Additionally, the rule requires that reporting companies created after January 1, 2024, provide the four pieces of information and document image for company applicants.

When Do You Need to be Compliant?

The effective date for the rule is January 1, 2024.

Reporting companies created or registered before January 1, 2024, will have one year (until January 1, 2025) to file their initial reports. Companies created or registered after January 1, 2024, will have 30 days after receiving notice of their creation or registration to file their initial reports.

Reporting companies have 30 days to report changes to the information in their previously filed reports and must correct inaccurate information in previously filed reports within 30 days of when the reporting company becomes aware or has reason to know of the inaccuracy of information in earlier reports.

Beneficial Ownership Requirements for Covered Financial Institutions

Effective May 2018, FinCEN’s Customer Due Diligence (“CDD”) final rule (81 FR § 29398) required financial institutions to establish and maintain written policies and procedures that are reasonably designed to:

  1. Identify and verify the identity of customers;

  2. Identify and verify the identity of the beneficial owners of companies opening accounts;

  3. Understand the nature and purpose of customer relationships to develop customer risk profiles; and

  4. Conduct ongoing monitoring to identify and report suspicious transactions and, on a risk basis, to maintain and update customer information.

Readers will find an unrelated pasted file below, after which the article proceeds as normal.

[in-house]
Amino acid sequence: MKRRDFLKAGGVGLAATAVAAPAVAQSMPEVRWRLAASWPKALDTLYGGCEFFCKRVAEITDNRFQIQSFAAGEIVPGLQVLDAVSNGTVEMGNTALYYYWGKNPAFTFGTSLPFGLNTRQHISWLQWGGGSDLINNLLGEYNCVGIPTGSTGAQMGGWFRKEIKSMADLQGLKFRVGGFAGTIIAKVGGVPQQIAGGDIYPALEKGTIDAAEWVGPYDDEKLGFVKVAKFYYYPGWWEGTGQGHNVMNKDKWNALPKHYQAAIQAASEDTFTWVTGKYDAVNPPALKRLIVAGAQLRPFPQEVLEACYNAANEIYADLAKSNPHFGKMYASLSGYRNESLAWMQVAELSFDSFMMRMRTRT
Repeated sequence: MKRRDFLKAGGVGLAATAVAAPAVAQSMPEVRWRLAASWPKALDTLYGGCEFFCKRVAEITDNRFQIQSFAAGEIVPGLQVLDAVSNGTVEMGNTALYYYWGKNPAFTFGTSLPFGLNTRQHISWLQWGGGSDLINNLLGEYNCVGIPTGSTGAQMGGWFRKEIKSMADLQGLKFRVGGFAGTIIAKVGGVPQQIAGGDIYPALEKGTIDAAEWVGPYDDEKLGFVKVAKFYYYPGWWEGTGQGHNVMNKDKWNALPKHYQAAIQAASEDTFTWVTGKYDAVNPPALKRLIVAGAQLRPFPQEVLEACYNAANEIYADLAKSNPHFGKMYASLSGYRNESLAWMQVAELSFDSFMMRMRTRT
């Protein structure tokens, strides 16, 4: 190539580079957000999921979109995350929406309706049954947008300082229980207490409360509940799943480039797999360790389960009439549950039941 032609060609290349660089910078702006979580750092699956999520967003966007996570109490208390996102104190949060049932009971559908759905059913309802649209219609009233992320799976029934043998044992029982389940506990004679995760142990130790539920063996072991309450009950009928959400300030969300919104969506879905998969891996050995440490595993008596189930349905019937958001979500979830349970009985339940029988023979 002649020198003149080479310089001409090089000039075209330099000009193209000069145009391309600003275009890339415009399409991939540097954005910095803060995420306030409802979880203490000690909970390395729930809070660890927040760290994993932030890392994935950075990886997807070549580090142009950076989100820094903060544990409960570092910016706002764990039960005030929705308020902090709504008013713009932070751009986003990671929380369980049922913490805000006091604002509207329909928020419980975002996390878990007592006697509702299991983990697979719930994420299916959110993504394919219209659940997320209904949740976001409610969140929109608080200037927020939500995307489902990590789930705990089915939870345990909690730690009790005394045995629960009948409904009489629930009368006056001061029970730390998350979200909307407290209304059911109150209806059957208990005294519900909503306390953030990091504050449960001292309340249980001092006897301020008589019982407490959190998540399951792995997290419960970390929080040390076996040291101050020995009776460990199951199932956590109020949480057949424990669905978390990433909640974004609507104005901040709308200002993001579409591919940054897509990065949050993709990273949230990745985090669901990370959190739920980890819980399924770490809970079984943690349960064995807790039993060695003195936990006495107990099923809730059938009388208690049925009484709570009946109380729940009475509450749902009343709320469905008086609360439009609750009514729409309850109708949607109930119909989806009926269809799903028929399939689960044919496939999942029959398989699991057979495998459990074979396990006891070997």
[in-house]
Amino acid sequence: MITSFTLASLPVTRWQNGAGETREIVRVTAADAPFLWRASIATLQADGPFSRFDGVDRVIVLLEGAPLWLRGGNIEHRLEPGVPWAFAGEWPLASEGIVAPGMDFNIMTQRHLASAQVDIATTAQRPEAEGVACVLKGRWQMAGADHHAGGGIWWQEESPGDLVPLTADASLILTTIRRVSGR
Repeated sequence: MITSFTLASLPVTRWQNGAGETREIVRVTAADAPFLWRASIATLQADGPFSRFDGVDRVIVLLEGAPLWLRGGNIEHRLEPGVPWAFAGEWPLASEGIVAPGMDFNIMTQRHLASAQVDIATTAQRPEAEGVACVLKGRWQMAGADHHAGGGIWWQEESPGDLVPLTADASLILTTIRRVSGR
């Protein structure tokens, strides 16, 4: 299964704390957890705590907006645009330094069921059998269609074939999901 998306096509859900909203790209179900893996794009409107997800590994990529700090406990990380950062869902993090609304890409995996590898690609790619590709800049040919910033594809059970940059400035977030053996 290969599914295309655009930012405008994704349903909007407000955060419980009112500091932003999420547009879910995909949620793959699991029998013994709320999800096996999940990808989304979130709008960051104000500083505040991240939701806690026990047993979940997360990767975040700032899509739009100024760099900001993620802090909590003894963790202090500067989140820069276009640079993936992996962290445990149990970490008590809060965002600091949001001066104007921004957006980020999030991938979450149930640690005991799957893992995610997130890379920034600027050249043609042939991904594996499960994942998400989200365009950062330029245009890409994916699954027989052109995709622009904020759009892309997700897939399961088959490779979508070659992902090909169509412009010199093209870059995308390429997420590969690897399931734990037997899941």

The CDD Rule amends the AML program requirements (31 U.S.C. § 5318(h)) for covered financial institutions and explicitly requires AML programs to contain appropriate risk-based procedures for conducting ongoing customer due diligence, to include bullet points three and four above. In addition, AML programs must also include: 

  • A system of internal controls;

  • Independent testing;

  • Designation of a compliance officer or individual(s) responsible for day-to-day compliance;

  • Annual training for appropriate personnel; and

  • Risk-based procedures for conducting ongoing CDD to understand the nature and purpose of customer relationships and to conduct ongoing monitoring to identify and report suspicious transactions, and, on a risk basis, to maintain and update customer information.

Who is a Beneficial Owner?

As previously stated for Reporting Companies, a beneficial owner is defined as any individual who, directly or indirectly:

  1. Exercises substantial control over a legal entity, or